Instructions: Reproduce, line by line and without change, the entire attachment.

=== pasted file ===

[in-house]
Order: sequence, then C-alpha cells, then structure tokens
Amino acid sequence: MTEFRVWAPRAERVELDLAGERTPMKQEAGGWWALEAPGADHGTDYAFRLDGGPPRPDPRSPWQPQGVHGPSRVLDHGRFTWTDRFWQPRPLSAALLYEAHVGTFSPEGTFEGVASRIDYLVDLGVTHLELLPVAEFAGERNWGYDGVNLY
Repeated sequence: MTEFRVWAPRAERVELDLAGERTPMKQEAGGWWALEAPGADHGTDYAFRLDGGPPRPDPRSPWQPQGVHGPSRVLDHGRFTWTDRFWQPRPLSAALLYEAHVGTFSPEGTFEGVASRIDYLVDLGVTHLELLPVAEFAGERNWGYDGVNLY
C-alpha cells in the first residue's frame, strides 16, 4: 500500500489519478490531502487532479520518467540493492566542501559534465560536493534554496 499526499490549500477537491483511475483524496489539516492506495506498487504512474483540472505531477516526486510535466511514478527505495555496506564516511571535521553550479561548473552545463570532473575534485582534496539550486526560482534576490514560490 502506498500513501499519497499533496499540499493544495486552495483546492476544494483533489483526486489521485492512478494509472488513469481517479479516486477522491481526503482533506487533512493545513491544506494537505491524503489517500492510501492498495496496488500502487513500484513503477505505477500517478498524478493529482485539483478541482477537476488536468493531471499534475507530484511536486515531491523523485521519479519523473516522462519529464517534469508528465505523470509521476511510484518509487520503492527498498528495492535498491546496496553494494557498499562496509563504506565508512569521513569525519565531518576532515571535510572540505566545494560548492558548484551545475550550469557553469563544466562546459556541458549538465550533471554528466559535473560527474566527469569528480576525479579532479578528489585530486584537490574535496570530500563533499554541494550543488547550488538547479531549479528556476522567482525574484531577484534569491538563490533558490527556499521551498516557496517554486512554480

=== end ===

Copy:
[in-house]
Order: sequence, then C-alpha cells, then structure tokens
Amino acid sequence: MTEFRVWAPRAERVELDLAGERTPMKQEAGGWWALEAPGADHGTDYAFRLDGGPPRPDPRSPWQPQGVHGPSRVLDHGRFTWTDRFWQPRPLSAALLYEAHVGTFSPEGTFEGVASRIDYLVDLGVTHLELLPVAEFAGERNWGYDGVNLY
Repeated sequence: MTEFRVWAPRAERVELDLAGERTPMKQEAGGWWALEAPGADHGTDYAFRLDGGPPRPDPRSPWQPQGVHGPSRVLDHGRFTWTDRFWQPRPLSAALLYEAHVGTFSPEGTFEGVASRIDYLVDLGVTHLELLPVAEFAGERNWGYDGVNLY
C-alpha cells in the first residue's frame, strides 16, 4: 500500500489519478490531502487532479520518467540493492566542501559534465560536493534554496 499526499490549500477537491483511475483524496489539516492506495506498487504512474483540472505531477516526486510535466511514478527505495555496506564516511571535521553550479561548473552545463570532473575534485582534496539550486526560482534576490514560490 502506498500513501499519497499533496499540499493544495486552495483546492476544494483533489483526486489521485492512478494509472488513469481517479479516486477522491481526503482533506487533512493545513491544506494537505491524503489517500492510501492498495496496488500502487513500484513503477505505477500517478498524478493529482485539483478541482477537476488536468493531471499534475507530484511536486515531491523523485521519479519523473516522462519529464517534469508528465505523470509521476511510484518509487520503492527498498528495492535498491546496496553494494557498499562496509563504506565508512569521513569525519565531518576532515571535510572540505566545494560548492558548484551545475550550469557553469563544466562546459556541458549538465550533471554528466559535473560527474566527469569528480576525479579532479578528489585530486584537490574535496570530500563533499554541494550543488547550488538547479531549479528556476522567482525574484531577484534569491538563490533558490527556499521551498516557496517554486512554480